RENATO MARIOTTI, FORMER FEDERAL PROSECUTOR: Well, that tells me that Mr. Mueller got something very valuable in exchange. There is that old saying that nothing is in life is free. Well, that's certainly the case when dealing with federal prosecutor. They don't giveaway deals that are very favorable to you unless they are getting something favorable back in exchange. And this deal is very good for Michael Flynn. He's pleading guilty to one count of making a false statement to an FBI agent. That carries a maximum penalty of five years in prison, which in itself is upper limit on the cap what the judge can do. But also the guideline range that the prosecutors are saying would be guideline for sentence is zero to six months, which considering all we've heard over Flynn's potential liability relating to the lobbying work he was doing on behalf of Turkey and failure to register as foreign agent, the fact that none of that is part of the deal and all he's looking at a recommended sentence under the guidelines of zero to six months tells me Mr. Mueller believes he's getting substantial assistance in exchange. And that would mean testimony that would lead to the prosecution of somebody significant, somebody who Mueller believes is not like a step down from Michael Flynn, not somebody who is an associate or assistant, but somebody who is more significant than Flynn is.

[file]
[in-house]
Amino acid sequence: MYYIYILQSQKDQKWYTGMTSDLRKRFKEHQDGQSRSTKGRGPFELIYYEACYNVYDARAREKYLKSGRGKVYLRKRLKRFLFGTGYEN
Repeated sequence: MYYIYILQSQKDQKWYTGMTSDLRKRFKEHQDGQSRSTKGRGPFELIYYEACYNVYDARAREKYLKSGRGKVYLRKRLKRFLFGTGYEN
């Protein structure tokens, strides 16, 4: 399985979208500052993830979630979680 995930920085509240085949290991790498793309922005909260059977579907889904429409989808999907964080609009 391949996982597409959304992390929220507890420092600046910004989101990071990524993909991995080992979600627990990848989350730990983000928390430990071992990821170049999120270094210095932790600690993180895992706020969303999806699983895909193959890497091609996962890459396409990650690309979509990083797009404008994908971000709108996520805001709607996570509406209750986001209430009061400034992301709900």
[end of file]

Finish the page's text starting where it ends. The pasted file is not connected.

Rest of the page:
BALDWIN: Let's be more specific than that. I mean, from all these smart minds I've talked to, you know, the people on that list of senior administration officials, their last names would either have to be, you tell me, either Kushner or Trump.

MARIOTTI: Well, those are certainly people that come to mind when talking about who would be important enough for Bob Mueller to give this sort of deal to. There may be people that we have not focused on right now. Maybe Sam Clovis, who is co-chair of the campaign. I know Papadopoulos had conversations with him.


BALDWIN: Pence transition.

MARIOTTI: Right. Exactly right. He was co-chair of the campaign. But very significant figure as well. But what we've heard in terms of connection to Flynn would be Kushner. And, look, Michael Flynn somebody who the president of the United States has a very close relationship with. He allegedly told the FBI director to let the investigation go against Flynn because he's a good guy. So the president has himself communicated a lot with Flynn. If I was inside the White House, I would be very interested in exactly what Flynn knew about what the president said and did. And I would be considering -- I know, they said Democrats are concerned about a pardon. If I was on the Flynn team I would have already tried to reach out to get that pardon. So this suggests that none is forth coming. But for the president's team, that's the sort of thing you want to talk about if Flynn could potentially hurt the president.